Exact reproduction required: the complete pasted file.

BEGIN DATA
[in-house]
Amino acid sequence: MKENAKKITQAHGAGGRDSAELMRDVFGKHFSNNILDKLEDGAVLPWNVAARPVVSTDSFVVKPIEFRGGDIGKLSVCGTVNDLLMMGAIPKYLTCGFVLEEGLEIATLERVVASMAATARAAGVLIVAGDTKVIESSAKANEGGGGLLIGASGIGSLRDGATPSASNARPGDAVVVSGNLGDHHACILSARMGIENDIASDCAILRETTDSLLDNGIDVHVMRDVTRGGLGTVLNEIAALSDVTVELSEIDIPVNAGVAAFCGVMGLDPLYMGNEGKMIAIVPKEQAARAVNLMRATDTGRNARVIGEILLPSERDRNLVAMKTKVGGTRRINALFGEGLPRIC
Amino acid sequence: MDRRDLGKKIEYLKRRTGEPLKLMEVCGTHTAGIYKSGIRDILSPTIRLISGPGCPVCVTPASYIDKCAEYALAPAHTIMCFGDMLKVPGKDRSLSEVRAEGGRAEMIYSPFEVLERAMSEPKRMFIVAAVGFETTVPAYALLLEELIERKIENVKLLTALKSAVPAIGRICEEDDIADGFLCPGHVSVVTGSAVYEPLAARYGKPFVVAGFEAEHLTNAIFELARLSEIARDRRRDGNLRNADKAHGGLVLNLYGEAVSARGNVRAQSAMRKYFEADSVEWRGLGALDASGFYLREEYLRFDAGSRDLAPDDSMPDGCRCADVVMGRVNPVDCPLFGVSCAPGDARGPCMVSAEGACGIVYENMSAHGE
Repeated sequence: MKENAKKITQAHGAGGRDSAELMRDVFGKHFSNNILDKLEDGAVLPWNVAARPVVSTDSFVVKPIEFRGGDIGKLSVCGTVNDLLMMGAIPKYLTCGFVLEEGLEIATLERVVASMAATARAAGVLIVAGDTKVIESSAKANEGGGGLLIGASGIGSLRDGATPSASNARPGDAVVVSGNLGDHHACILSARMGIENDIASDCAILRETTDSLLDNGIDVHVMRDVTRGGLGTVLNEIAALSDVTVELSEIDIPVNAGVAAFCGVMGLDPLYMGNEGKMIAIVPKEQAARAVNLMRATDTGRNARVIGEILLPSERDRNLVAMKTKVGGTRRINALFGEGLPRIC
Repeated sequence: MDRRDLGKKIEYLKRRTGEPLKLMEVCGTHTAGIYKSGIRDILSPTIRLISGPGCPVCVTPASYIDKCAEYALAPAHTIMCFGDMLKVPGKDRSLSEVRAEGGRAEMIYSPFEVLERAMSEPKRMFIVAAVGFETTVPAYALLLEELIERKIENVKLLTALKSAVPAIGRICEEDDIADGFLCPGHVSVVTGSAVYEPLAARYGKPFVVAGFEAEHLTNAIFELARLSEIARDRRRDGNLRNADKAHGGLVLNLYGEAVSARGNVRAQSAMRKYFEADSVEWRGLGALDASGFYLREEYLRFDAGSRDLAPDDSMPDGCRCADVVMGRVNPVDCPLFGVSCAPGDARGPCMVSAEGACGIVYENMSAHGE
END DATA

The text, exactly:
[in-house]
Amino acid sequence: MKENAKKITQAHGAGGRDSAELMRDVFGKHFSNNILDKLEDGAVLPWNVAARPVVSTDSFVVKPIEFRGGDIGKLSVCGTVNDLLMMGAIPKYLTCGFVLEEGLEIATLERVVASMAATARAAGVLIVAGDTKVIESSAKANEGGGGLLIGASGIGSLRDGATPSASNARPGDAVVVSGNLGDHHACILSARMGIENDIASDCAILRETTDSLLDNGIDVHVMRDVTRGGLGTVLNEIAALSDVTVELSEIDIPVNAGVAAFCGVMGLDPLYMGNEGKMIAIVPKEQAARAVNLMRATDTGRNARVIGEILLPSERDRNLVAMKTKVGGTRRINALFGEGLPRIC
Amino acid sequence: MDRRDLGKKIEYLKRRTGEPLKLMEVCGTHTAGIYKSGIRDILSPTIRLISGPGCPVCVTPASYIDKCAEYALAPAHTIMCFGDMLKVPGKDRSLSEVRAEGGRAEMIYSPFEVLERAMSEPKRMFIVAAVGFETTVPAYALLLEELIERKIENVKLLTALKSAVPAIGRICEEDDIADGFLCPGHVSVVTGSAVYEPLAARYGKPFVVAGFEAEHLTNAIFELARLSEIARDRRRDGNLRNADKAHGGLVLNLYGEAVSARGNVRAQSAMRKYFEADSVEWRGLGALDASGFYLREEYLRFDAGSRDLAPDDSMPDGCRCADVVMGRVNPVDCPLFGVSCAPGDARGPCMVSAEGACGIVYENMSAHGE
Repeated sequence: MKENAKKITQAHGAGGRDSAELMRDVFGKHFSNNILDKLEDGAVLPWNVAARPVVSTDSFVVKPIEFRGGDIGKLSVCGTVNDLLMMGAIPKYLTCGFVLEEGLEIATLERVVASMAATARAAGVLIVAGDTKVIESSAKANEGGGGLLIGASGIGSLRDGATPSASNARPGDAVVVSGNLGDHHACILSARMGIENDIASDCAILRETTDSLLDNGIDVHVMRDVTRGGLGTVLNEIAALSDVTVELSEIDIPVNAGVAAFCGVMGLDPLYMGNEGKMIAIVPKEQAARAVNLMRATDTGRNARVIGEILLPSERDRNLVAMKTKVGGTRRINALFGEGLPRIC
Repeated sequence: MDRRDLGKKIEYLKRRTGEPLKLMEVCGTHTAGIYKSGIRDILSPTIRLISGPGCPVCVTPASYIDKCAEYALAPAHTIMCFGDMLKVPGKDRSLSEVRAEGGRAEMIYSPFEVLERAMSEPKRMFIVAAVGFETTVPAYALLLEELIERKIENVKLLTALKSAVPAIGRICEEDDIADGFLCPGHVSVVTGSAVYEPLAARYGKPFVVAGFEAEHLTNAIFELARLSEIARDRRRDGNLRNADKAHGGLVLNLYGEAVSARGNVRAQSAMRKYFEADSVEWRGLGALDASGFYLREEYLRFDAGSRDLAPDDSMPDGCRCADVVMGRVNPVDCPLFGVSCAPGDARGPCMVSAEGACGIVYENMSAHGE